Lipedema is a symmetrical proliferation of fat that usually occurs on the legs, buttocks and arms and usually only affects women. The distribution of fat in the body is disturbed by this disease and not, as long assumed, a consequence of overweight. In addition to water retention, massive tension pains occur, which in many cases are accompanied by increased bruising and pressure pains in the affected areas. The leg becomes evenly thick and heavy, usually from the hip to the ankle. Lipedema can also manifest on the upper arms, whereas the upper body, hands and feet usually remain slim.
Definition of the clinical picture:
According to the S1 guideline on lipedema, this is a chronic and progressive disease. Progressive means that the disease progresses and the clinical picture or the course of the disease worsens. Lipedema is a so-called fat distribution disorder. This results in a symmetrical distribution of fat on arms and legs, while the trunk initially remains slim. This disproportionate distribution of body fat cannot be influenced by sport or nutrition and must be differentiated from obesity. Lipedema is caused by the proliferation of subcutaneous fatty tissue in the arms and legs. The subcutis connects the upper skin layers (dermis and epidermis) with fascia, tendons and bones. The subcutis consists of connective tissue and fatty tissue. Excess fat is stored and accumulated here. In lipedema patients, this fat increases disproportionately at the extremities. This can be explained by hypertrophy (abnormal growth of individual cells) and hyperplasia (proliferation of tissue) of the fat cells as well as by an increase in volume caused by water accumulation.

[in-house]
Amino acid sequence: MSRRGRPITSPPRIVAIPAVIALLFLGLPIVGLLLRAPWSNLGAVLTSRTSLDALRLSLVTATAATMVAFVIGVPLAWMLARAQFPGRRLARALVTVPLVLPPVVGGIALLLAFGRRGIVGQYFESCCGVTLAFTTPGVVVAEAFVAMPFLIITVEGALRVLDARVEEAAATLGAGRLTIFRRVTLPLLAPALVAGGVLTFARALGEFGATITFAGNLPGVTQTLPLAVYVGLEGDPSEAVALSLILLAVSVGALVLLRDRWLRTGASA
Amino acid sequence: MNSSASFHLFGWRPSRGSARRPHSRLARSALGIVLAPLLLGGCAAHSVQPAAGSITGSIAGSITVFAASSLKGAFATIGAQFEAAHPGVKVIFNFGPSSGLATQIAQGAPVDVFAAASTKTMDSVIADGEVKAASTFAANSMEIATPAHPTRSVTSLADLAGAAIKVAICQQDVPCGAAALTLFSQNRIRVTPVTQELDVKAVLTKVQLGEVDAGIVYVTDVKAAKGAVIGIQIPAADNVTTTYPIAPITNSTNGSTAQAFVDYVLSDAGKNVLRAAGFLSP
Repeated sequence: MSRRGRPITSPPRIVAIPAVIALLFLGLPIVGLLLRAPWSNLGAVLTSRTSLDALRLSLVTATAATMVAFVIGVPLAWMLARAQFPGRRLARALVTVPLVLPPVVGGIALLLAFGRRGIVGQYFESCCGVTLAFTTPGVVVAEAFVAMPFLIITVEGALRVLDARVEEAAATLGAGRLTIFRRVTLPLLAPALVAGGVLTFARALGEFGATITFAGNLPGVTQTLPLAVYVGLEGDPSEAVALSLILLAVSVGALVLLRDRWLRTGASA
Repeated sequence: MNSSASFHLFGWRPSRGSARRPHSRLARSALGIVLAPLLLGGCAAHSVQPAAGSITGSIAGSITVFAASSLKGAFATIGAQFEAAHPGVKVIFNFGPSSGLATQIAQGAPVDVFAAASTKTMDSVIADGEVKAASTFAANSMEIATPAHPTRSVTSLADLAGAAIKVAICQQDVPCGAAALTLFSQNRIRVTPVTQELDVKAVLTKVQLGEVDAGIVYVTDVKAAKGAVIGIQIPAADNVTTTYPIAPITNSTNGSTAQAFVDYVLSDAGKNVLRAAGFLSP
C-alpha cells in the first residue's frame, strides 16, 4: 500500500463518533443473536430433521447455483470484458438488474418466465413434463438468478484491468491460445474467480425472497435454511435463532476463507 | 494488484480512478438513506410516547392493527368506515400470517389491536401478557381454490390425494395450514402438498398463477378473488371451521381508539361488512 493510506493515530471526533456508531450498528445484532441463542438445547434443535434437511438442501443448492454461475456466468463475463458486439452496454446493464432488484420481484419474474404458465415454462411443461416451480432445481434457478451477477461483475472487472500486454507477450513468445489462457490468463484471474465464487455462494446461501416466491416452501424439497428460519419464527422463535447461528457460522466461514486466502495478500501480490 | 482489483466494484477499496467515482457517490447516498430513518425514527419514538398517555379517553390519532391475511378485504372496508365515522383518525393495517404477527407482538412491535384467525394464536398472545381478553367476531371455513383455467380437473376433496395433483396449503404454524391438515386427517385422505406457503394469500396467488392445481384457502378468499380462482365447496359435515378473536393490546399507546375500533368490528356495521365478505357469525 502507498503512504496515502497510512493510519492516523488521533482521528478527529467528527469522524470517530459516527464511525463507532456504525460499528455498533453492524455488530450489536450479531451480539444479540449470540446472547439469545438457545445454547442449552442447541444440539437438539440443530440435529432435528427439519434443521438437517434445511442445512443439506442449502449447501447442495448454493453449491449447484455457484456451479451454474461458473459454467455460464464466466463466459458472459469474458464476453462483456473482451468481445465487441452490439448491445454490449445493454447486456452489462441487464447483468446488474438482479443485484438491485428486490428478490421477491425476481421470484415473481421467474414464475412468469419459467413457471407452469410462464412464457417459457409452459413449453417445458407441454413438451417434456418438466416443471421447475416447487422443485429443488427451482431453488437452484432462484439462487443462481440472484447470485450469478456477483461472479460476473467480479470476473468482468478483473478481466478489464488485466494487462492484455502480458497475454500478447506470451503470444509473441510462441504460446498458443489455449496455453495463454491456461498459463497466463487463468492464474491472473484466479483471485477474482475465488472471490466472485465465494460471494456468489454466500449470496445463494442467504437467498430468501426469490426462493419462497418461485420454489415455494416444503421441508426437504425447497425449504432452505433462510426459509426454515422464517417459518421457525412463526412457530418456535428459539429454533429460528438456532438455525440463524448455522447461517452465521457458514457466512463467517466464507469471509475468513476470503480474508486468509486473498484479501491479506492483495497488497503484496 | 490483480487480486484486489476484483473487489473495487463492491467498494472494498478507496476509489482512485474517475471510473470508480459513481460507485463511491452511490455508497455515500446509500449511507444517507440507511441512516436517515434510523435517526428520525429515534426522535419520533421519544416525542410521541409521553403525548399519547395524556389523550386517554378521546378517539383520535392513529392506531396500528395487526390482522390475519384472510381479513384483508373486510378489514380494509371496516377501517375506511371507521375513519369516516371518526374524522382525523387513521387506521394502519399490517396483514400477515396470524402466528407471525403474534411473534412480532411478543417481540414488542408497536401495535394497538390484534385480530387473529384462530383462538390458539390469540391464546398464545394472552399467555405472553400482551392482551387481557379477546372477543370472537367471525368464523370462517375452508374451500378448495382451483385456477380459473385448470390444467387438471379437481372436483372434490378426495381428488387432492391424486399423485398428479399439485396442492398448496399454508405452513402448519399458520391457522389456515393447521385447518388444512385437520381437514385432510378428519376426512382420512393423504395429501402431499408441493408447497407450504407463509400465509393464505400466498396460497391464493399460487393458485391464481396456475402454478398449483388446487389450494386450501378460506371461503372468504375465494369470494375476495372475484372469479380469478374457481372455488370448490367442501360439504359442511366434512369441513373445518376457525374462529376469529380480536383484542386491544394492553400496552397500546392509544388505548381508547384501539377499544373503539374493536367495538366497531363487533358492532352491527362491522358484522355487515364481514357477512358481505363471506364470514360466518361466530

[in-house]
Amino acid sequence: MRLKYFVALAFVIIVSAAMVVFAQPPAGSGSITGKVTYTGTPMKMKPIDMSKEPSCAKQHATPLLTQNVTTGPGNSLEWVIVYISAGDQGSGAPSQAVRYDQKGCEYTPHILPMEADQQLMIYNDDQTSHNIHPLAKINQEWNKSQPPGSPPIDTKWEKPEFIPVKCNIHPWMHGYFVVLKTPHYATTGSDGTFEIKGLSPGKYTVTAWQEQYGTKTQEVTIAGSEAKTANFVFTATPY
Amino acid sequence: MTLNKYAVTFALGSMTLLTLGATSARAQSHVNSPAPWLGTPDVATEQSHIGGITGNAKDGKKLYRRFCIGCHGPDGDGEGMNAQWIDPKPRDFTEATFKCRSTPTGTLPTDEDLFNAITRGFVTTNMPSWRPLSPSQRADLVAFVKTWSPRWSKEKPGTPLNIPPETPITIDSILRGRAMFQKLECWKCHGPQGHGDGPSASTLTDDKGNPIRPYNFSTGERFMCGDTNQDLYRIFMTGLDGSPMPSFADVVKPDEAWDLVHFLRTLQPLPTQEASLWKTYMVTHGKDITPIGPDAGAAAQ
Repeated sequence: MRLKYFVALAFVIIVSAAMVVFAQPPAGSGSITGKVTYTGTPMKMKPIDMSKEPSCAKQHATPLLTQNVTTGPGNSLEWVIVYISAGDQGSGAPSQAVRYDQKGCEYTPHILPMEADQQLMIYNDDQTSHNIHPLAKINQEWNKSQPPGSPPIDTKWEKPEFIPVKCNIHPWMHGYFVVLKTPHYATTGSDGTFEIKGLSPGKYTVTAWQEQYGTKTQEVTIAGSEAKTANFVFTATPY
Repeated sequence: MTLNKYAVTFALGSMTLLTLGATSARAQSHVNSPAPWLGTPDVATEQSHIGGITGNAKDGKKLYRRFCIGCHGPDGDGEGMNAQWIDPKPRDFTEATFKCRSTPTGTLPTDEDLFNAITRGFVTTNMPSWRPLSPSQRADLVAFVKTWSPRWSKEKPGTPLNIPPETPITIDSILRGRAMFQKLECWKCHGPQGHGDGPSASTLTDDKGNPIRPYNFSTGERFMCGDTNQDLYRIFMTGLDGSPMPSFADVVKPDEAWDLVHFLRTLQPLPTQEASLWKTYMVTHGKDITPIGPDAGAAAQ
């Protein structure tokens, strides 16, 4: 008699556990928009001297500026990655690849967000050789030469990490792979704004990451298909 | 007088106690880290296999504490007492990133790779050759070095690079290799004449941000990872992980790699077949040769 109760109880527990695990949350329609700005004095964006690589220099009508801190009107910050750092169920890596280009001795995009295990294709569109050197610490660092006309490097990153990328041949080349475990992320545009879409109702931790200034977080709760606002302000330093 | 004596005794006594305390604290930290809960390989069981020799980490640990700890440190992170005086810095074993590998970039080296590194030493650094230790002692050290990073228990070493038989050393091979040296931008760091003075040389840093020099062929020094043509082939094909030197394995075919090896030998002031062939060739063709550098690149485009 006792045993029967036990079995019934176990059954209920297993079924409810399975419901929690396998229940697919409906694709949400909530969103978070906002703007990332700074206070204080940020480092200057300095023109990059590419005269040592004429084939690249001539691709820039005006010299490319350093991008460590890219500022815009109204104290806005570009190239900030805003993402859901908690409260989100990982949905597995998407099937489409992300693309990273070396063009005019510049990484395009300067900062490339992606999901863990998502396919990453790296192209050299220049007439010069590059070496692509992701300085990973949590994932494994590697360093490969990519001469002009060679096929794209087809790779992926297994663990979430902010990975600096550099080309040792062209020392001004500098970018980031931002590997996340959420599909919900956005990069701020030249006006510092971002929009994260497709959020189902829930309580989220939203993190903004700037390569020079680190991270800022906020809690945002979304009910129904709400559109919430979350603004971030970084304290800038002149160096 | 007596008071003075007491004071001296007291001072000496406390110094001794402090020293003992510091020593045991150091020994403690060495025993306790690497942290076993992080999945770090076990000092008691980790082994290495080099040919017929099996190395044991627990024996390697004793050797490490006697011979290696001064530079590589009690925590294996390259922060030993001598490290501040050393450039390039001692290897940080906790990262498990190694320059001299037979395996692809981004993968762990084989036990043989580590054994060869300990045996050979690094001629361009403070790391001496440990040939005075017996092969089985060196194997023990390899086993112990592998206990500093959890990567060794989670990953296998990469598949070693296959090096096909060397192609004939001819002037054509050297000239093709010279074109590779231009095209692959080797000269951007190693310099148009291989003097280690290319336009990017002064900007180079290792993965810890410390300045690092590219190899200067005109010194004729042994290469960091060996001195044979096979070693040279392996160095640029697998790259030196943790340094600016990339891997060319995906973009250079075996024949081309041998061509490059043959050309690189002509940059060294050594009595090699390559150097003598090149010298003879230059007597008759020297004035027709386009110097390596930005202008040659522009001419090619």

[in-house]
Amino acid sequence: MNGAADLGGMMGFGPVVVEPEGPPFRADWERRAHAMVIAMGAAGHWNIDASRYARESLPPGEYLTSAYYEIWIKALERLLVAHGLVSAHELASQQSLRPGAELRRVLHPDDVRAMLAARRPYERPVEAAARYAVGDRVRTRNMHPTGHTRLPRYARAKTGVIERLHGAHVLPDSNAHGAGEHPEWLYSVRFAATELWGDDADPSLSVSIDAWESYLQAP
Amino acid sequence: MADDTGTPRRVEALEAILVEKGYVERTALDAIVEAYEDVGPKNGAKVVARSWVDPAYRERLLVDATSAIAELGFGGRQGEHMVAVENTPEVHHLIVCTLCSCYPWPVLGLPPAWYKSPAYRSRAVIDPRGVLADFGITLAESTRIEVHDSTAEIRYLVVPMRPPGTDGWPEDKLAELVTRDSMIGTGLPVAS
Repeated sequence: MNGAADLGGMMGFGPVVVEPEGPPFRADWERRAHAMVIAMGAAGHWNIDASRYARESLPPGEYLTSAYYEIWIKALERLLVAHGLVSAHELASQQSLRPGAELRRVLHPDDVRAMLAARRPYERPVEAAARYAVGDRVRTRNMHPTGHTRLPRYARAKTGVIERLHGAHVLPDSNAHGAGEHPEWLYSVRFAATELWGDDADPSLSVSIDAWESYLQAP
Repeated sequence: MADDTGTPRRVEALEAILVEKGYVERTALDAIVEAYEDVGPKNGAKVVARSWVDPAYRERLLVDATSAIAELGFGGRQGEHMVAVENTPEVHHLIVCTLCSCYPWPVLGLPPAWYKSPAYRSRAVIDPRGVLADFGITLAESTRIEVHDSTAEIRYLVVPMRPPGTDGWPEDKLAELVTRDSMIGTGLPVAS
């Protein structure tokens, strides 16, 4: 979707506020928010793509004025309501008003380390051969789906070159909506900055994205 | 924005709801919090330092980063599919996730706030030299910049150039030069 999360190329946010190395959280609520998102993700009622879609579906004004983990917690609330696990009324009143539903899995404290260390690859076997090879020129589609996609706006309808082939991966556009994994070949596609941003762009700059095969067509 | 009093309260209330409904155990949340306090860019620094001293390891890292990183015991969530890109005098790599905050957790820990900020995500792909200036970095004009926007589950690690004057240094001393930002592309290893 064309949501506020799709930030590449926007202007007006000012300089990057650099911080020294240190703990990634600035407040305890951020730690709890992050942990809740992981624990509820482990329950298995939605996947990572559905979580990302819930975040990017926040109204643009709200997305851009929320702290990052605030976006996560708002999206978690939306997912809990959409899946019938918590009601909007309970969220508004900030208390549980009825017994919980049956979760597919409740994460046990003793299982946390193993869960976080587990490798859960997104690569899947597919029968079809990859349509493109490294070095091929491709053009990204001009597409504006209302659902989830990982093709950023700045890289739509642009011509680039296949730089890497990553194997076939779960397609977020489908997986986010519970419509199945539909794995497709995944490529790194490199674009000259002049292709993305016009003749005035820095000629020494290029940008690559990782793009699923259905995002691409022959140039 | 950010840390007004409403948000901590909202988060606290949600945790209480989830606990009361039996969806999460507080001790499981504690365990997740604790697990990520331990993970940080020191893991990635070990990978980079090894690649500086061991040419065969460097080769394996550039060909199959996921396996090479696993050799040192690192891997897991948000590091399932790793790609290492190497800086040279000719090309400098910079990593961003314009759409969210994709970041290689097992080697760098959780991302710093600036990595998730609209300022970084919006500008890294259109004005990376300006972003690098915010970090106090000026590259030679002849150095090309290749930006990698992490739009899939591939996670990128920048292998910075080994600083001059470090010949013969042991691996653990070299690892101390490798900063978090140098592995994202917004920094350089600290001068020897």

Lioedema is therefore caused by 2 factors:
- The proliferation of fat cells in the subcutis, forming firm, nodular structures
- Water retention in the fat cells caused by disturbance of capillary permeability of the blood vessels